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Teachers on strike rally outside of Queen's Park in Toronto on Thursday, May 14, 2015. A hearing at the Ontario Labour Relations Board on the legality of the strikes by teachers in Durham, Peel and Rainbow(Sudbury) districts began Thursday morning.

Matthew Sherwood/The Globe and Mail

Ontario's striking public high school teachers are being squeezed by the provincial government and school boards as they enter their most crucial week yet, awaiting a ruling as to whether their strikes have put students in jeopardy and a precedent-setting judgment determining if their job action is illegal.

A decision from the Ontario Labour Relations Board (ORLB) that the strikes in Durham, Peel and Sudbury are unlawful would force the 4,5000 teachers back to work immediately. The ruling could come as early as Wednesday.

At the same time, the Wynne government has asked the Education Relations Commission, a rarely-used independent body, to determine if the strikes have put high school students' ability to complete their courses in jeopardy. A finding of jeopardy, which could come later this week, gives the government the option to seriously consider legislating teachers back to work.

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Meanwhile, high school teachers in Ottawa-Carleton and Halton will begin withdrawing some of their services as part of job action Thursday.

Amid all of this, however, there is a hopeful sign - teachers and the province are back at the central bargaining table Wednesday with a new mediator.

"I think it's a critical week," says OSSTF president Paul Elliott, adding that he's not sure how these tactics by government and the school boards,"helps us get to a collective agreement."

All sides have said they want a negotiated settlement - but there are 70,000 high school students out of their classrooms and for students in Durham, the strike is now in its fifth week. Students in Sudbury and Peel have been off for a shorter amount of time.

"There are two pieces of pressure [on the teachers]," says Michael Barrett, head of the Ontario Public School Boards' Association. "One is the labour board hearing … and the [other is] potential for jeopardy. We're certainly using all available avenues in order to be able to make sure our children get back in the classroom."

Mr. Barrrett is also chairman of the Durham District School Board and last week, he and his counterparts at Peel and Sudbury asked the labour board to declare the strikes unlawful. They argued the teachers walked out on issues that are not up for discussion at the local bargaining tables.

This is the first time the province, school boards and teachers' unions have negotiated under new legislation passed last year. It divides the process into a parallel set of talks. Issues such as day-today working conditions are considered local and are negotiated between the teachers' local bargaining units and the school boards. The other issues, such as wages and class size, are negotiated at the so-called central table, which is where the province sits.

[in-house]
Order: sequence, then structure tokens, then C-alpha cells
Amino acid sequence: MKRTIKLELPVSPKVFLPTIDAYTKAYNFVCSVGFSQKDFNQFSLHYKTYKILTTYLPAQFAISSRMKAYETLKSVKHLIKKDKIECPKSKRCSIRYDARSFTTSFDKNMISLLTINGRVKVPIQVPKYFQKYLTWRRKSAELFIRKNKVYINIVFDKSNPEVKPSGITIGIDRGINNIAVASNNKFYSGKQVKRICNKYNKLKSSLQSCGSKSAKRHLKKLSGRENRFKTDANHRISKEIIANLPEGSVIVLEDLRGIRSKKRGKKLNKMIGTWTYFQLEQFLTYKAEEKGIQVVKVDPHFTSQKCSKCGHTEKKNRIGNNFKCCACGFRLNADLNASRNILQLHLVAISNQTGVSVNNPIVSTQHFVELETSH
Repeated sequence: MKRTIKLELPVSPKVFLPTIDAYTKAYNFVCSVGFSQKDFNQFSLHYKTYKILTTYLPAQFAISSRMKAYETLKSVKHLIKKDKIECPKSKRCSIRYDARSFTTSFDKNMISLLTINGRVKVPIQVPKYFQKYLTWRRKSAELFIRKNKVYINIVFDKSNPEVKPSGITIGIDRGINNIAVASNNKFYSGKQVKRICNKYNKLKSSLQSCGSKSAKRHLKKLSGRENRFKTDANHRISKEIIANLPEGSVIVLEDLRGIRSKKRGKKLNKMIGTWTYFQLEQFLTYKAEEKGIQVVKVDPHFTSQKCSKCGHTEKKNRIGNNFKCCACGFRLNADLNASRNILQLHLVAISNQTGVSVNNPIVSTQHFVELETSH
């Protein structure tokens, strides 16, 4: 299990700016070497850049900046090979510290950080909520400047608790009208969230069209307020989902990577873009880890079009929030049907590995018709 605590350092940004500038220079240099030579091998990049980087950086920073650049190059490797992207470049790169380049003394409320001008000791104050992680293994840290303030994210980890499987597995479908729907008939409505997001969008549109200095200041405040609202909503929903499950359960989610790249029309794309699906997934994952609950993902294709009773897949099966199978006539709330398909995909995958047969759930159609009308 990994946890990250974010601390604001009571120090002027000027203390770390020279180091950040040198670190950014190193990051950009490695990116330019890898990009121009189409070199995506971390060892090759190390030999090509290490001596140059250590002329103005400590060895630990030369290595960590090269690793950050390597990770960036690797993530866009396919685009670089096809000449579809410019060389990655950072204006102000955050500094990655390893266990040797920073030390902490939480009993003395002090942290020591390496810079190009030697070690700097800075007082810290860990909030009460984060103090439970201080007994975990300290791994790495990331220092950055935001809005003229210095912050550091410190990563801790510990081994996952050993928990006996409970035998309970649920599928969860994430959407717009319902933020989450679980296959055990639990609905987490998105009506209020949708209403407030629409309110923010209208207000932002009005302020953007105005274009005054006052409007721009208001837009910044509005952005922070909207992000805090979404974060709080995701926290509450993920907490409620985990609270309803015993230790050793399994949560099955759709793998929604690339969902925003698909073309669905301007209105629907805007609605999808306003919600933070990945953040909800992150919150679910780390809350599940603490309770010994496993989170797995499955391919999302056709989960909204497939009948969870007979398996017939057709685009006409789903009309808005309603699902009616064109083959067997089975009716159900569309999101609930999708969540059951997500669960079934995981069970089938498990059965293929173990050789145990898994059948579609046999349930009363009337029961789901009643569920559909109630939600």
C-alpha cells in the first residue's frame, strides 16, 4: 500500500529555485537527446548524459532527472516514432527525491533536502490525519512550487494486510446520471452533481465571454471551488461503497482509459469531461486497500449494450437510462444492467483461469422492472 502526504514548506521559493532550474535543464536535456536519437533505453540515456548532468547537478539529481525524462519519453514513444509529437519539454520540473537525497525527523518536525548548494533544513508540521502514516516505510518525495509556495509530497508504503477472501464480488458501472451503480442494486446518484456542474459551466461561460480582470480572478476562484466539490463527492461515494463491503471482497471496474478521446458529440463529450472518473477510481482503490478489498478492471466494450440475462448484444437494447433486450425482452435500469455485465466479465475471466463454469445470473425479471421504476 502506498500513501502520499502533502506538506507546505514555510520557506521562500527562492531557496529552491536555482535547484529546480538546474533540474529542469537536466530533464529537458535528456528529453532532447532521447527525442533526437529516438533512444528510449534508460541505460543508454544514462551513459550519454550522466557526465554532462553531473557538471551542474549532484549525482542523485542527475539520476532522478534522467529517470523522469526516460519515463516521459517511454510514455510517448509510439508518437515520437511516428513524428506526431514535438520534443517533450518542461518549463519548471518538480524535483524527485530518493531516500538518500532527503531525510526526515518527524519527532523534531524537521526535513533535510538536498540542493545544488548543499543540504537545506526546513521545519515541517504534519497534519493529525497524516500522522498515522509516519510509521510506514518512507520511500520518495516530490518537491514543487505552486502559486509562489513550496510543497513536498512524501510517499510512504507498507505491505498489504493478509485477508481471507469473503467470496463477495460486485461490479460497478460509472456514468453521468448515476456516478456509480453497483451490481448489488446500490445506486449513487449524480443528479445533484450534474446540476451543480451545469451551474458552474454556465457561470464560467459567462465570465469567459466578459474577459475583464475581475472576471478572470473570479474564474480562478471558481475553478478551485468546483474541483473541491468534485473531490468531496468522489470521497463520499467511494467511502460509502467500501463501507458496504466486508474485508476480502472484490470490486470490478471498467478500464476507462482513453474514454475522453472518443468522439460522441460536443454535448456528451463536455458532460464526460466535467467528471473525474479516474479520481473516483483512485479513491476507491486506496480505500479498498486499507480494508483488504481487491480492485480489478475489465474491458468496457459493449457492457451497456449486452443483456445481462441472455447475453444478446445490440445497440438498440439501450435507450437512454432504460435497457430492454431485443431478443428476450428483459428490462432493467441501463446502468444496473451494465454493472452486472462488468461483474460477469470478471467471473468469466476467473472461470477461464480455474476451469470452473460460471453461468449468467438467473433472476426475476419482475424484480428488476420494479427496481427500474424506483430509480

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The ruling by the labour board will be precedent setting given this is the first use of the legislation. It has come under fire from many sides - and not just from the school boards.

"Clearly, if we cannot have local strikes and this legislation says we can have local strikes, I'm not sure now who is going to determine when do you cross the threshold that 'yah you can have a strike over that?'" says the OSSTF's Mr. Elliott. "Who's going to make that determination now?"

He is confident, however, that the labour board will not rule the strike is illegal.

And then last Friday, Education Minister Liz Sandals asked the ERC to rule on the jeopardy issue, arguing that parents "want to see their children thrive, and students want to know they can complete their school year."

Mr. Barrett is also the father of a Grade 12 student - "Even my son, who is doing a doctorate in X-Box in the basement, is actually getting concerned," he said, noting that his son is now worried that he's missed so much chemistry and biology that it will affect his first year of college.

Despite this, he still believes the best route is to negotiate. "A jeopardy ruling in itself is not the worst thing," he says, "it's the potential of legislation back to work, which is difficult." He says the last time the ERC made a jeopardy ruling was nearly 20 years ago in a strike that lasted 44 days.

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For his part, OSSTF's Mr. Elliott is suspicious of the government's tactic to go to the ERC - "If this is a political cover to bring in back-to-work legislation, it's a very thin cover," he says.

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